It has been slow progress, but modern and contemporary Latin American art has started to make an impact in London. There have been solo shows by well-known artists such as the Mexican Gabriel Orozco at the Serpentine Gallery in 2004, Tate Modern in 2011 and also in the Fruitmarket Gallery in Edinburgh in 2013. In late 2012, the Tate Gallery appointed Cuauhtémoc Medina as its first associate curator of Latin American Art to advise on acquisitions, exhibitions and displays and it established a Latin American Acquisitions Committee to support the purchasing of works of art in this area.
In the year of the FIFA World Cup in Brazil, London has several exhibitions – earlier this year, the art fair Pinta continued to bring galleries and artists from across Latin America to London, PANGEA: New Art from Africa and Latin America opened at the Saatchi Gallery in April and now there are a further two shows: Radical Geometry at the Royal Academy and Degrees of Separation at Maddox Arts, a short walk away.
The Royal Academy exhibition focuses on the artistic innovation created by artists across five cities where they used shape, colour and kinetics to create a new and bold geometrical language to express their belief about art and its power to change the world around them, which continues today in the work of artists such as Gabriel Orozco.
The exhibition shows work from from the Colección Patricia Phelps de Cisneros, which is based in Venezuela and New York, by some of the greatest of these innovative artists, including Torres-García in Uruguay, Lygia Clark in Brazil, Maldonado in Argentina and Gego in Venezuela. They were Inspired by European artists such as Mondrian and Kandinsky, and developed their own style of bold geometry, space, movement and colour, whereas artists like Wilfredo Lam in Cuba retained some of the complexity of Kandinsky with an Afro-Cuban twist.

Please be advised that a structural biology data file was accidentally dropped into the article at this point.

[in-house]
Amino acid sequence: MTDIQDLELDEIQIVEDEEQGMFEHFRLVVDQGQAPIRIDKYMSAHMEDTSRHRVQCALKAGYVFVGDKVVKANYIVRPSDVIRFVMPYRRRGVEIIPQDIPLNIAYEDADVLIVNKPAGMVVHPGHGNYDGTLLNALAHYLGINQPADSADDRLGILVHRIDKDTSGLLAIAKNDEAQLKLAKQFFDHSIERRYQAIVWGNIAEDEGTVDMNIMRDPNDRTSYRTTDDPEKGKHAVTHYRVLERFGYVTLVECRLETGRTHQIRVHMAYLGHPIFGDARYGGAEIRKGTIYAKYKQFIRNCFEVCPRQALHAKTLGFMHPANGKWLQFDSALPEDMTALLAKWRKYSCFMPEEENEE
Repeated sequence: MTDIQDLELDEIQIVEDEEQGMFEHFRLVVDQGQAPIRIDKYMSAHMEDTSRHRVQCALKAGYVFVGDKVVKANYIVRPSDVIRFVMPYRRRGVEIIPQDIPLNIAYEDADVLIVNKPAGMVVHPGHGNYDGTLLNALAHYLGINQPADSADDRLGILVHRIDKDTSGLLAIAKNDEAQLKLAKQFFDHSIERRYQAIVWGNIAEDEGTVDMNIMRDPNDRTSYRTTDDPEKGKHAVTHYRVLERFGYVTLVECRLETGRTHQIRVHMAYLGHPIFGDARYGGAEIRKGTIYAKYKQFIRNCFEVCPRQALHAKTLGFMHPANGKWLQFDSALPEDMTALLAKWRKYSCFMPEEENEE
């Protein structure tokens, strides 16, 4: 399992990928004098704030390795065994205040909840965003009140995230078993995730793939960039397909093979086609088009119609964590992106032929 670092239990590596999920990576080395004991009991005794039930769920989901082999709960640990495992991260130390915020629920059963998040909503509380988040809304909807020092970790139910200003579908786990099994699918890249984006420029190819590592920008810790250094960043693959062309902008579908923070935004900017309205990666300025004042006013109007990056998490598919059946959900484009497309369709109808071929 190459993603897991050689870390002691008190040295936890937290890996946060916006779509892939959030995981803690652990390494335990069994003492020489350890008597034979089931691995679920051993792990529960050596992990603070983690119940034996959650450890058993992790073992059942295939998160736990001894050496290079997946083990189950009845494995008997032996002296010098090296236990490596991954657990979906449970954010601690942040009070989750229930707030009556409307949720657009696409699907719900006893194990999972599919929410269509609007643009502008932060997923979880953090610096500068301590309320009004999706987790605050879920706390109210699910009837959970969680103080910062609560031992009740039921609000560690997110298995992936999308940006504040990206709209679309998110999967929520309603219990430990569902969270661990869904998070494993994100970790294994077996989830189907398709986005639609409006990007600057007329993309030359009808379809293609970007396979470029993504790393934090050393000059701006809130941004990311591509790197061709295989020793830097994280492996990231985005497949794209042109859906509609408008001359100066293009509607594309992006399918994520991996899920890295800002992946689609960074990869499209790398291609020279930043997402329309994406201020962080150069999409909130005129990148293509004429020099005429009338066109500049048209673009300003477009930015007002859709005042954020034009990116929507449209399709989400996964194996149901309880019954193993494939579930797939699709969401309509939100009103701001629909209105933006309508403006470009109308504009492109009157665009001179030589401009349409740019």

“This is art that refuses to be contained by its own perimeter, art that ruptures the boundary between the object and the space around it and introduces dynamic forms to give the illusion of motion and volatility. You will see work that changes as you move around it, and “drawings without paper” that use negative space and shadow to create unique, fleeting compositions.” says the Royal Academy.
There were parallels with architecture at the time. While Europe struggled with post-war austerity and shortages of construction materials, 1950′s architecture in Latin America was forward-looking, using plastic and geometric forms, perhaps the highest point being the ambitious project of Brazilia, designed by Lúcio Costa and Oscar Niemeyer in 1956 in order to move the capital from Rio de Janiero to a more central location.
Jonathan Jones, writing enthusiastically in the Guardian, says “This exhibition proves, once and for all, that South American art after the second world war was fully the equal of abstract expressionism in the United States. All the Americas, not just New York, got a new cultural confidence as Europe collapsed into postwar despair. “
At Maddox Arts, the exhibition Degrees of Separation takes this theme a stage further by looking at some of these same artists working in the 1950’s and 1960’s and how contemporary artists have taken inspiration in their work today. Works of the older generation include Jesús Raphael Soto and Carlos Cruz-Diez, (whose work at both exhibitions is stunning in its colour and complexity). The younger generation includes the Venezuelan artist Raphael Revenon Pojan whose works depicting empty and collapsed housing units both continue the geometric theme but also says something about the political situation in Venezuela today. Reflecting the modern world, Maglalena Fernandez creates two kinetic and geometric works on ipads, while Rafael Reveron-Pojan also dds a variety of geometric structures to such iconic buildings as Somerset House and the Houses of Parliament.
You have to see both exhibitions together, the Royal Academy first and then take the short walk to Maddox Arts. From there, you could go to the Saatchi if you have not already seen it. The three exhibitions together give a fascinating overview of Latin American art from the 1930’s to today.